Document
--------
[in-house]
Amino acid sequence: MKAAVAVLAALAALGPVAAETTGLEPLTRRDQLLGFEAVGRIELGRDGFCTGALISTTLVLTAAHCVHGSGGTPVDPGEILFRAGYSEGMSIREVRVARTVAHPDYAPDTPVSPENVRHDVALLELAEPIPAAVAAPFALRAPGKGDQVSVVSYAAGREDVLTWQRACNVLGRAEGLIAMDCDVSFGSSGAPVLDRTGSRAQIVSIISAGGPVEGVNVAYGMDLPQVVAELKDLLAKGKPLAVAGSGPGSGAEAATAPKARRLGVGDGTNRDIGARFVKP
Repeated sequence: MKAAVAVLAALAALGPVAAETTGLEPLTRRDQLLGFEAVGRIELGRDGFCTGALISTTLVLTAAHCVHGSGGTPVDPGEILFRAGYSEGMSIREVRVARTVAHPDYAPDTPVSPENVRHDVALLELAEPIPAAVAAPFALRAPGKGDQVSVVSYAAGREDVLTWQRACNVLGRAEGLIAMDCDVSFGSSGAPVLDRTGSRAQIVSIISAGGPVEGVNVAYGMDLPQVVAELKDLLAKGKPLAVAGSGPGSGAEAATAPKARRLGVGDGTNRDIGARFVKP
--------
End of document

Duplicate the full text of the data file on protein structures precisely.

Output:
[in-house]
Amino acid sequence: MKAAVAVLAALAALGPVAAETTGLEPLTRRDQLLGFEAVGRIELGRDGFCTGALISTTLVLTAAHCVHGSGGTPVDPGEILFRAGYSEGMSIREVRVARTVAHPDYAPDTPVSPENVRHDVALLELAEPIPAAVAAPFALRAPGKGDQVSVVSYAAGREDVLTWQRACNVLGRAEGLIAMDCDVSFGSSGAPVLDRTGSRAQIVSIISAGGPVEGVNVAYGMDLPQVVAELKDLLAKGKPLAVAGSGPGSGAEAATAPKARRLGVGDGTNRDIGARFVKP
Repeated sequence: MKAAVAVLAALAALGPVAAETTGLEPLTRRDQLLGFEAVGRIELGRDGFCTGALISTTLVLTAAHCVHGSGGTPVDPGEILFRAGYSEGMSIREVRVARTVAHPDYAPDTPVSPENVRHDVALLELAEPIPAAVAAPFALRAPGKGDQVSVVSYAAGREDVLTWQRACNVLGRAEGLIAMDCDVSFGSSGAPVLDRTGSRAQIVSIISAGGPVEGVNVAYGMDLPQVVAELKDLLAKGKPLAVAGSGPGSGAEAATAPKARRLGVGDGTNRDIGARFVKP